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Wednesday, March 12, 2008

is appointed government good government?

My friend and housemate is running for school board. The district is heavily minority because white parents are not inclined to send their kids to the public schools. The voters of the district are split - black and white. The question being raised around town is whether it would be better to have an appointed rather than an elected school board. The question is being posed by the white, corporate, civic leaders who are tired of seeing the district perform poorly, not educate children well, and watch the board spend more time bickering than making good decisions. No doubt, the school district has been and is a mess. The current adjective used to describe the school board is "dysfunctional."

While there is some truth to this situation as posed - the district does perform poorly and the board does not manage the district or itself very well - a good bit of the controversy is related to the white civic community being frustrated with a minority dominated school district that does not pay attention to what white leaders are telling them they ought to do. A case of classic power struggle between black and white, majority and minority, oppressor and oppressed, old style and new style politics.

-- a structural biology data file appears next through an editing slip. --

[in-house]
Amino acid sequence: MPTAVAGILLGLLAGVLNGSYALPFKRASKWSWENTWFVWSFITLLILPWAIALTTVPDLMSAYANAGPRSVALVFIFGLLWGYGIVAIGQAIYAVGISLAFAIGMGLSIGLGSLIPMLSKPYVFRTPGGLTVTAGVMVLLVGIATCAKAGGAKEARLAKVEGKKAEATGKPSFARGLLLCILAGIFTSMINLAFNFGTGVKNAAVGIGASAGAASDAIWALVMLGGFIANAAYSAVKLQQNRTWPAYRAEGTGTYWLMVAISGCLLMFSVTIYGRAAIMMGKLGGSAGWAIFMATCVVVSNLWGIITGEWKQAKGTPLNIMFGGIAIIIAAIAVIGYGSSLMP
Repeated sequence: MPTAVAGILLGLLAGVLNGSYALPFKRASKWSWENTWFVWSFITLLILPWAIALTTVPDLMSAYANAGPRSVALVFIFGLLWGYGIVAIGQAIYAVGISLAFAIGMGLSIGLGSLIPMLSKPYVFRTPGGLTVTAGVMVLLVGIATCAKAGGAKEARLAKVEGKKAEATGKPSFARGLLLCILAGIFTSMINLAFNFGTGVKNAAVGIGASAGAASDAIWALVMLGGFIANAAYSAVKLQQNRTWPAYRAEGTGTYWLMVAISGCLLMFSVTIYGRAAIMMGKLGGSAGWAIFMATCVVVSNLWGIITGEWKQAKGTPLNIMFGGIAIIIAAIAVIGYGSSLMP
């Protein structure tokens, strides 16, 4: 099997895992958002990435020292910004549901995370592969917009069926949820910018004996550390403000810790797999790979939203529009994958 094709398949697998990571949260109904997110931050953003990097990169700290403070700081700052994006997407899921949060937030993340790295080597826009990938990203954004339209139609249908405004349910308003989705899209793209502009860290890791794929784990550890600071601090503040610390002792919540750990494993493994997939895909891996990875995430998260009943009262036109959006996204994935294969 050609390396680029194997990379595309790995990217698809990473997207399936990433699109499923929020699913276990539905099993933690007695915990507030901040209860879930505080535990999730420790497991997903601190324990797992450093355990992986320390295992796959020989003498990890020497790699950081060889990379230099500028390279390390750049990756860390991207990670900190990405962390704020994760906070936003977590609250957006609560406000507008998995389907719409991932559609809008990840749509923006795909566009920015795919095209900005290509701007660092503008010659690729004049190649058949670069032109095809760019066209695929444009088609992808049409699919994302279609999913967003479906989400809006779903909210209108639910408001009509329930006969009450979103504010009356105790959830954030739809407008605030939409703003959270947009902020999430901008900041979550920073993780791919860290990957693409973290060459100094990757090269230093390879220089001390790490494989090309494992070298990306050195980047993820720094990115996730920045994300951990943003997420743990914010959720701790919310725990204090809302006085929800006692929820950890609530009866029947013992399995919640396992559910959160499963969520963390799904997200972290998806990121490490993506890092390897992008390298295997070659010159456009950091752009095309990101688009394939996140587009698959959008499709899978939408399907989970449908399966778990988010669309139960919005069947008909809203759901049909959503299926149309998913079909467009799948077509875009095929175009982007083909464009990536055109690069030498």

An appointed board is a shortcut to get an easy fix to the problem. If all it took to do a good job was to appoint the board, I think we would have done that years ago. The problem is that most of the board is not in relationship with most of the residents of the school district or the personnel. The problem is that the school board is not in relationship with key neighborhoods in the district and, therefore, has no ability to create a coalition or consensus that will withstand criticism. The problem is that the civic leaders and their suggestions have been rebuffed by the board and instead of pursuing, the leaders have just given up.

An appointed board will likely generate consensus - but will be unable to carry that forward as a mandate to the community. So while the board will function, it will not have any respect in the community of residents and parents. The only way to fix this over the long term is to develop relationships, which leads to understanding, which results in consensus. This is called the heavy lifting, which is eschewed by too many politicians. An appointed board requires no heavy lifting.

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